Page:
Leading federal criminal lawyer Michael Leonard addresses the issue of whether a federal criminal defendant can be compelled to testify in a co-defendant’s trial after pleading guilty, despite asserting his Fifth Amendment rights. The short answer is yes. 18 U.S.C 6003 (“section 6003’) provides as follows:
(a) in the case of any individual who has been or may be called to testify or provide other information at any proceeding before or ancillary to a court of the United States or a grand jury of the United States, the United States district court for the judicial district in which the proceeding is or may be held shall issue, in accordance with subsection (b) of this section, upon the request of the United States attorney for such district, an order requiring such individual to give testimony or provide other information which he refuses to give or provide on the basis of his privilege against self-incrimination, such order to become effective as provided in section 6002 of this title.
(b) A United States attorney may, with the approval of the Attorney General, the Deputy Attorney General, the Associate Attorney General, or any designated Assistant Attorney General or Deputy Assistant Attorney General, request an order under subsection (a) of this section when in his judgment—
(1) the testimony or other information from such individual may be necessary to the public interest; and
(2) such individual has refused or is likely to refuse to testify or provide other information on the basis of his privilege against self-incrimination.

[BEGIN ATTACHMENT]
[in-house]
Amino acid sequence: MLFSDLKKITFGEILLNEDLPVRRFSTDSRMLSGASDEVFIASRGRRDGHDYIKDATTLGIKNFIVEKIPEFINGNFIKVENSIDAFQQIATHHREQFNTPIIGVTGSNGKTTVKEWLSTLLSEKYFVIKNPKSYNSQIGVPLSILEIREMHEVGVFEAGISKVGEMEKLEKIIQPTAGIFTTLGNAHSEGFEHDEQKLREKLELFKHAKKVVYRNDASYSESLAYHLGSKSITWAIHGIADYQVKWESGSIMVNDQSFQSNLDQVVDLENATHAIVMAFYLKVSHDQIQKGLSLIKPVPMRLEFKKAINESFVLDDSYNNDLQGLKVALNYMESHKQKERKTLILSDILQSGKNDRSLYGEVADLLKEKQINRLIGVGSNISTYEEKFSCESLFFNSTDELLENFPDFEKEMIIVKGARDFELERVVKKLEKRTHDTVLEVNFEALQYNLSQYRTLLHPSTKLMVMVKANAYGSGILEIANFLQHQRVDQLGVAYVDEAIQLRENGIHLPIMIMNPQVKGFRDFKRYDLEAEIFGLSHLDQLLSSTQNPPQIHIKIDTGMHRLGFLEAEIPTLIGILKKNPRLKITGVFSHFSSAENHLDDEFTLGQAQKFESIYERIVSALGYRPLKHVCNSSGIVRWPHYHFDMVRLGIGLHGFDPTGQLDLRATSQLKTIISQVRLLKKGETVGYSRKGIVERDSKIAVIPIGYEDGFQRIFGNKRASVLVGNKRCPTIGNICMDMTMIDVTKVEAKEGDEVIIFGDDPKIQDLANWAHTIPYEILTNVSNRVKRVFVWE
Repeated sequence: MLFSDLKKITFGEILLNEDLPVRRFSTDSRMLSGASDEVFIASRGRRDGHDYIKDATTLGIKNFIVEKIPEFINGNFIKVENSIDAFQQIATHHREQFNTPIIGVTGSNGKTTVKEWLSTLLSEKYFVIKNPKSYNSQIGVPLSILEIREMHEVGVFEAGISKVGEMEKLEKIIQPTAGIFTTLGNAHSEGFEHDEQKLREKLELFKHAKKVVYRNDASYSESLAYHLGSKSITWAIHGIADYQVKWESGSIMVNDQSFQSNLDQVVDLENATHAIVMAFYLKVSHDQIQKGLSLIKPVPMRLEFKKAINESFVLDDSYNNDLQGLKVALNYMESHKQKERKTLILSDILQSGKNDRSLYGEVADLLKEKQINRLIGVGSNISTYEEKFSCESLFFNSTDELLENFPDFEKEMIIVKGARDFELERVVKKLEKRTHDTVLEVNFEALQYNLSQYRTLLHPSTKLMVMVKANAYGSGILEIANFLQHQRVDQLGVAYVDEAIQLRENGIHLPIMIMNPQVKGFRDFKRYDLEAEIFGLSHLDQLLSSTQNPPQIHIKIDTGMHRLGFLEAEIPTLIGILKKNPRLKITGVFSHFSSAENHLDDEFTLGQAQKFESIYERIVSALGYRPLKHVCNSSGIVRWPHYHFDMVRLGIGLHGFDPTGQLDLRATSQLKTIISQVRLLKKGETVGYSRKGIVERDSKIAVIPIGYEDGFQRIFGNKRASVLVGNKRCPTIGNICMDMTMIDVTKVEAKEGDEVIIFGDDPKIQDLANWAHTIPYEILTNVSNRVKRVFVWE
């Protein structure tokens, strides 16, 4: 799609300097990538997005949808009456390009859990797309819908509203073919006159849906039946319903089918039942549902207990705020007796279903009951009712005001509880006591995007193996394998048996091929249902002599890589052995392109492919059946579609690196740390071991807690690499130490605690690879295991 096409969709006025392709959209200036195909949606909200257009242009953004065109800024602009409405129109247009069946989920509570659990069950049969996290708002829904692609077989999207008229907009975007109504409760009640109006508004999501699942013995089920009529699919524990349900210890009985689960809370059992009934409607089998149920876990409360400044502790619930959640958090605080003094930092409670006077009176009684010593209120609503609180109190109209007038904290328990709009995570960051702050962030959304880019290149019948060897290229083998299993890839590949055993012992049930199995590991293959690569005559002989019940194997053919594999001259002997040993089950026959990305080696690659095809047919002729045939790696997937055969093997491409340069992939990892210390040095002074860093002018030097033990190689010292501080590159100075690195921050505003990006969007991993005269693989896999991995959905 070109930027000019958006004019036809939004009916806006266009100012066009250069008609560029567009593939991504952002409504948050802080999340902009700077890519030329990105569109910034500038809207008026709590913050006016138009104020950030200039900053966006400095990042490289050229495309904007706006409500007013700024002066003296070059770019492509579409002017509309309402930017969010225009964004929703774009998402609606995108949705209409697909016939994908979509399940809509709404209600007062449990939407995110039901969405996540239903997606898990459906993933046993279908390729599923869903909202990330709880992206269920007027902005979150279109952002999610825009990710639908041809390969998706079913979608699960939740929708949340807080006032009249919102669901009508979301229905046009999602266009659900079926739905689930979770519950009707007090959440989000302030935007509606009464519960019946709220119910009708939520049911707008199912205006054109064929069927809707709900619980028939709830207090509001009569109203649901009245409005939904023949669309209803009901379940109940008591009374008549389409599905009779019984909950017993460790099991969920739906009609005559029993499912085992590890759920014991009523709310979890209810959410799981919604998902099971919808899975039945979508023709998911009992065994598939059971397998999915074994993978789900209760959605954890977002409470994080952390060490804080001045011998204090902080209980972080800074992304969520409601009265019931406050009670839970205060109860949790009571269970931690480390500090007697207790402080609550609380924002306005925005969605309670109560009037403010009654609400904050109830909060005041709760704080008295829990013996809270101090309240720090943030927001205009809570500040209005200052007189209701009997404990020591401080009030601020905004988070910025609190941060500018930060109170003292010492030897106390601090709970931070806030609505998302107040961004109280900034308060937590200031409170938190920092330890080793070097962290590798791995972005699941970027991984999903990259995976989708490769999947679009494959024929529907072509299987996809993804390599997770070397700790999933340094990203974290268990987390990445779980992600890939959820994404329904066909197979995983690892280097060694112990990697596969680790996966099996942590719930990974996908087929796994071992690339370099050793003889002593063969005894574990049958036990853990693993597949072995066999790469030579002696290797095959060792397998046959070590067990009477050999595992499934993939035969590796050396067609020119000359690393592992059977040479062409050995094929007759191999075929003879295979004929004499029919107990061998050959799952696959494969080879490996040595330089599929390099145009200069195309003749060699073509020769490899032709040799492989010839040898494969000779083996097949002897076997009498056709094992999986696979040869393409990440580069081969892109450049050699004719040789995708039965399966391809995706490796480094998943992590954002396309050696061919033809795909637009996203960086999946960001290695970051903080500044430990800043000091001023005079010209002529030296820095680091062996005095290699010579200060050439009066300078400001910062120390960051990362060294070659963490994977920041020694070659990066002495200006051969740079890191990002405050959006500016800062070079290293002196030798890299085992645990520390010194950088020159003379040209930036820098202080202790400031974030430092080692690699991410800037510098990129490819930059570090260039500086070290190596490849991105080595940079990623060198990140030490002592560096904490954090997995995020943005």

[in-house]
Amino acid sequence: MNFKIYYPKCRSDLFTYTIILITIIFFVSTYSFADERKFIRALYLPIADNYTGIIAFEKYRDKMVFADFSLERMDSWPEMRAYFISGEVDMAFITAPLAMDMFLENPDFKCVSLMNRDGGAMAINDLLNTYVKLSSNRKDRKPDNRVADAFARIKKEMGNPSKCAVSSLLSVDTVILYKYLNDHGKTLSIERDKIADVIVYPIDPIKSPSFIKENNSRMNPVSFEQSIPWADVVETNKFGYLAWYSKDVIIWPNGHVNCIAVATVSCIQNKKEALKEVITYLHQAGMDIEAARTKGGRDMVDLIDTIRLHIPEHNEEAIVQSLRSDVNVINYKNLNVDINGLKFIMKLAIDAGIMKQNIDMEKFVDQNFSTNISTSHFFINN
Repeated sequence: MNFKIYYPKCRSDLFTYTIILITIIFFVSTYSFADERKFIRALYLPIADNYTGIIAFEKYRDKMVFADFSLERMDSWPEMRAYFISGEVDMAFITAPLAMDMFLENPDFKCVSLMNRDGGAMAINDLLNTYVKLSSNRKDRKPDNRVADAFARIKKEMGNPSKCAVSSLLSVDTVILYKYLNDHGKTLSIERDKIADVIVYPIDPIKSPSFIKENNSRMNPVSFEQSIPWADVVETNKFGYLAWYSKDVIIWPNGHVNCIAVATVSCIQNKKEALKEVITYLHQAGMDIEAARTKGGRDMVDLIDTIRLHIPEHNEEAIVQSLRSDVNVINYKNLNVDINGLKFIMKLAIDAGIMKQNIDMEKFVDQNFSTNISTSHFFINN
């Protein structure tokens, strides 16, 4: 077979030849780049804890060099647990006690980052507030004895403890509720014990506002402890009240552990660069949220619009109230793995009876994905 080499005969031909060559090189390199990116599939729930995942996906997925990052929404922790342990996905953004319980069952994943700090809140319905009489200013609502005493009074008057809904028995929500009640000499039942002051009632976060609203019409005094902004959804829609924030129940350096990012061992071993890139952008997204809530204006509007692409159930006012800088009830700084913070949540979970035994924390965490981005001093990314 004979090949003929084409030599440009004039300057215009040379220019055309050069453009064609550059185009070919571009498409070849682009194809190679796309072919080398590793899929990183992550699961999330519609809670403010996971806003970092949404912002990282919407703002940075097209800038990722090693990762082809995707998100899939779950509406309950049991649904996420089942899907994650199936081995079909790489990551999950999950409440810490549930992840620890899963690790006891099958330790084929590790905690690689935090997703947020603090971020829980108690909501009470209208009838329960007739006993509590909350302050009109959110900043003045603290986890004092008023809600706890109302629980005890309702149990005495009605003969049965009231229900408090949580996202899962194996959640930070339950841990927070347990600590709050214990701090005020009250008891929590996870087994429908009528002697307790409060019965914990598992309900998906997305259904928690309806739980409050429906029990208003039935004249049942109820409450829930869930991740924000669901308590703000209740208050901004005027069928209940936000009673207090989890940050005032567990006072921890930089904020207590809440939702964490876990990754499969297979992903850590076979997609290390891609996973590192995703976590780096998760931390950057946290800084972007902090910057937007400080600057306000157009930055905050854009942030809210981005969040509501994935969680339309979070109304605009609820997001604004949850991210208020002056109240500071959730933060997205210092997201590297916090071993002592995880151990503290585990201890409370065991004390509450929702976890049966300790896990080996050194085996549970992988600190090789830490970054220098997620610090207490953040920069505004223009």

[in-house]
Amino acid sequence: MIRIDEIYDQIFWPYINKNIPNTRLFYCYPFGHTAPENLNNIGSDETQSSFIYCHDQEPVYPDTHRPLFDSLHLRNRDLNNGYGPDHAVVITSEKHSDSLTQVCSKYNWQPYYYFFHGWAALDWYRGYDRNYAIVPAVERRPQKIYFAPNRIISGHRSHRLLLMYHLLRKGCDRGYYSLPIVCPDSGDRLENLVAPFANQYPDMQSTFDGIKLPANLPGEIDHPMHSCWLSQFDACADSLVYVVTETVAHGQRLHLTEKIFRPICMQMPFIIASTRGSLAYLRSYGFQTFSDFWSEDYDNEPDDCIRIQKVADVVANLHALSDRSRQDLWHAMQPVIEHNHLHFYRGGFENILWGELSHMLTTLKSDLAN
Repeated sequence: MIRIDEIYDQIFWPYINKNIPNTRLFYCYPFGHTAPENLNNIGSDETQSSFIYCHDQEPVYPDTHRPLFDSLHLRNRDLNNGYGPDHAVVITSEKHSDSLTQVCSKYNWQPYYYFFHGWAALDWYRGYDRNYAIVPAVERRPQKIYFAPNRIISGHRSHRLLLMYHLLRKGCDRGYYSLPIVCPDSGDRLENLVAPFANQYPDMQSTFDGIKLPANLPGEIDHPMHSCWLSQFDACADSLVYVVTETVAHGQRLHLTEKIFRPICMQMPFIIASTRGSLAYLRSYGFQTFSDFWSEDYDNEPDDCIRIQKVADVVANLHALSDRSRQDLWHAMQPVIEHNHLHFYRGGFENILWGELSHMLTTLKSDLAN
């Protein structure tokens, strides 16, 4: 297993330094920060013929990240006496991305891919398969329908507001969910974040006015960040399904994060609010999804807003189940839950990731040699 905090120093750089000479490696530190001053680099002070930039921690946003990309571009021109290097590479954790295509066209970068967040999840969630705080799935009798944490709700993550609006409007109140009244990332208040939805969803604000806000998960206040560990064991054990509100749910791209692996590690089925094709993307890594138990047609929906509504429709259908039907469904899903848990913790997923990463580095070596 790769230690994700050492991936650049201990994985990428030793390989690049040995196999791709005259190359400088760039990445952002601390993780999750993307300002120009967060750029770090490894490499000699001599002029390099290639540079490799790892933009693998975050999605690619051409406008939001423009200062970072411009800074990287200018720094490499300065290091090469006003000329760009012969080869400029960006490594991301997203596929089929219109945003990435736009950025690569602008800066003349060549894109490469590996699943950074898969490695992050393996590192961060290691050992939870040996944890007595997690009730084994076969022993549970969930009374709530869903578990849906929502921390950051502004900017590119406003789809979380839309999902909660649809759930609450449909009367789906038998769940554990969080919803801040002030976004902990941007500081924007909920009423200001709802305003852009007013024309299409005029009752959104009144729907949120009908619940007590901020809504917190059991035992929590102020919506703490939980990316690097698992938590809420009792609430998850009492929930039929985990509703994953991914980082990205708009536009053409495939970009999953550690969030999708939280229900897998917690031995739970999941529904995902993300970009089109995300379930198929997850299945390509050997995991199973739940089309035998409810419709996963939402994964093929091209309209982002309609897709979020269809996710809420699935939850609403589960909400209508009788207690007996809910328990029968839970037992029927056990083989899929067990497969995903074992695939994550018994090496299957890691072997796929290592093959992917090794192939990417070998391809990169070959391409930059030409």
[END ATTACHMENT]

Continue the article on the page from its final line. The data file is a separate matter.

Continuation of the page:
Oftentimes, such a move or motion by the Government is not necessary because, as part of his plea agreement, the co-defendant has already agreed to provide continuing assistance to the Government, including testifying at the trial of his co-defendants. Accordingly, the Government often delays sentencing that co-defendant until after the trial of the defendant has been completed, in an attempt to ensure the co-defendant’s trial testimony. That is a particularly effective tactic in light of the fact that it incentivizes the co-defendant to testify at trial, knowing that the Government will go to bat for him at sentencing – in part for providing continuing assistance by way of such trial testimony.
The application of section 6003 was recently tested in the trial of United States v. Peoples, 19 CR 418-4 (United States District Court, Northern District of Illinois) (Judge Gettleman). In that case, two of the co-defendants had already pled guilty prior to the defendant’s case proceeding to trial. One had already been sentenced, and one had not. The Government sought to compel the testimony of those co-defendants by way of the assertion of the application of section 6003. Nonetheless, the co-defendants refused to testify at trial by attempting to continue to assert their Fifth Amendment rights. The trial judge found that, because of the language of section 6003, the co-defendants were not entitled to assert their Fifth Amendment rights. The trial court reached that conclusion, even though one of the co-defendants had not yet been sentenced, and thus arguably appeared to be “in jeopardy.” Ultimately, the trial judge held the co-defendants in criminal contempt, indicating that they would face a punishment, including possibly custodial time, in light of their refusal to comply with the court’s Order requiring them to testify at trial in the defendant’s case. So, even though the co-defendants avoided testifying at the trial of the defendant, despite the language of section 6003, it will likely not be without consequences to them.
Written by Michael Leonard
October 29, 2022